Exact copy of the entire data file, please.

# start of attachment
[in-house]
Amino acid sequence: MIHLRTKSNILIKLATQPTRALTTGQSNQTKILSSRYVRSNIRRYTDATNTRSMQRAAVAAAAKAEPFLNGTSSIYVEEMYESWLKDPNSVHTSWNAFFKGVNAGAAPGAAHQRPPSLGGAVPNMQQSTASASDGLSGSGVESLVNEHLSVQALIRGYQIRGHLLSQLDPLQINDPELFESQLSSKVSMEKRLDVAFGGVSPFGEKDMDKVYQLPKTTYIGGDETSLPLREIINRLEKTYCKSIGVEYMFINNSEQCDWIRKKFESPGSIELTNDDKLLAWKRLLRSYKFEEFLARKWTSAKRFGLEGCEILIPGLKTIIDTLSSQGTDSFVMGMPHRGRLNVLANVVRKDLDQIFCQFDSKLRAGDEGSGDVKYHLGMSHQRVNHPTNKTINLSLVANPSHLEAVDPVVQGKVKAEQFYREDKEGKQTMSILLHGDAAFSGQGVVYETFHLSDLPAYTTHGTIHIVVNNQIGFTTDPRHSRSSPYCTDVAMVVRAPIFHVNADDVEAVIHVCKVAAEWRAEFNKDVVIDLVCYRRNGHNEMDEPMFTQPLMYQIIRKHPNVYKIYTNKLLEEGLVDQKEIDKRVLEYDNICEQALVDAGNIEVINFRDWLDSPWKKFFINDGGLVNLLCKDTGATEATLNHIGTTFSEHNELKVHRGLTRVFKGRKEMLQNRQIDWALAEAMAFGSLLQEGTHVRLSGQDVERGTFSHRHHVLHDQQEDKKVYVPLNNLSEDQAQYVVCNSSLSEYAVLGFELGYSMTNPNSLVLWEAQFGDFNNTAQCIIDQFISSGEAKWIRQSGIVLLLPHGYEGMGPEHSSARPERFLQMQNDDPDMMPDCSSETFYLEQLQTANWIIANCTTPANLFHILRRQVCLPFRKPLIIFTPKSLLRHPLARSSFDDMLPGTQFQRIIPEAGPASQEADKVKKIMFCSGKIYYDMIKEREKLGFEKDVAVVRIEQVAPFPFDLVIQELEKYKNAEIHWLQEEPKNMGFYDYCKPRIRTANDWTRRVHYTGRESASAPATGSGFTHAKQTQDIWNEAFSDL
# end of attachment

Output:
[in-house]
Amino acid sequence: MIHLRTKSNILIKLATQPTRALTTGQSNQTKILSSRYVRSNIRRYTDATNTRSMQRAAVAAAAKAEPFLNGTSSIYVEEMYESWLKDPNSVHTSWNAFFKGVNAGAAPGAAHQRPPSLGGAVPNMQQSTASASDGLSGSGVESLVNEHLSVQALIRGYQIRGHLLSQLDPLQINDPELFESQLSSKVSMEKRLDVAFGGVSPFGEKDMDKVYQLPKTTYIGGDETSLPLREIINRLEKTYCKSIGVEYMFINNSEQCDWIRKKFESPGSIELTNDDKLLAWKRLLRSYKFEEFLARKWTSAKRFGLEGCEILIPGLKTIIDTLSSQGTDSFVMGMPHRGRLNVLANVVRKDLDQIFCQFDSKLRAGDEGSGDVKYHLGMSHQRVNHPTNKTINLSLVANPSHLEAVDPVVQGKVKAEQFYREDKEGKQTMSILLHGDAAFSGQGVVYETFHLSDLPAYTTHGTIHIVVNNQIGFTTDPRHSRSSPYCTDVAMVVRAPIFHVNADDVEAVIHVCKVAAEWRAEFNKDVVIDLVCYRRNGHNEMDEPMFTQPLMYQIIRKHPNVYKIYTNKLLEEGLVDQKEIDKRVLEYDNICEQALVDAGNIEVINFRDWLDSPWKKFFINDGGLVNLLCKDTGATEATLNHIGTTFSEHNELKVHRGLTRVFKGRKEMLQNRQIDWALAEAMAFGSLLQEGTHVRLSGQDVERGTFSHRHHVLHDQQEDKKVYVPLNNLSEDQAQYVVCNSSLSEYAVLGFELGYSMTNPNSLVLWEAQFGDFNNTAQCIIDQFISSGEAKWIRQSGIVLLLPHGYEGMGPEHSSARPERFLQMQNDDPDMMPDCSSETFYLEQLQTANWIIANCTTPANLFHILRRQVCLPFRKPLIIFTPKSLLRHPLARSSFDDMLPGTQFQRIIPEAGPASQEADKVKKIMFCSGKIYYDMIKEREKLGFEKDVAVVRIEQVAPFPFDLVIQELEKYKNAEIHWLQEEPKNMGFYDYCKPRIRTANDWTRRVHYTGRESASAPATGSGFTHAKQTQDIWNEAFSDL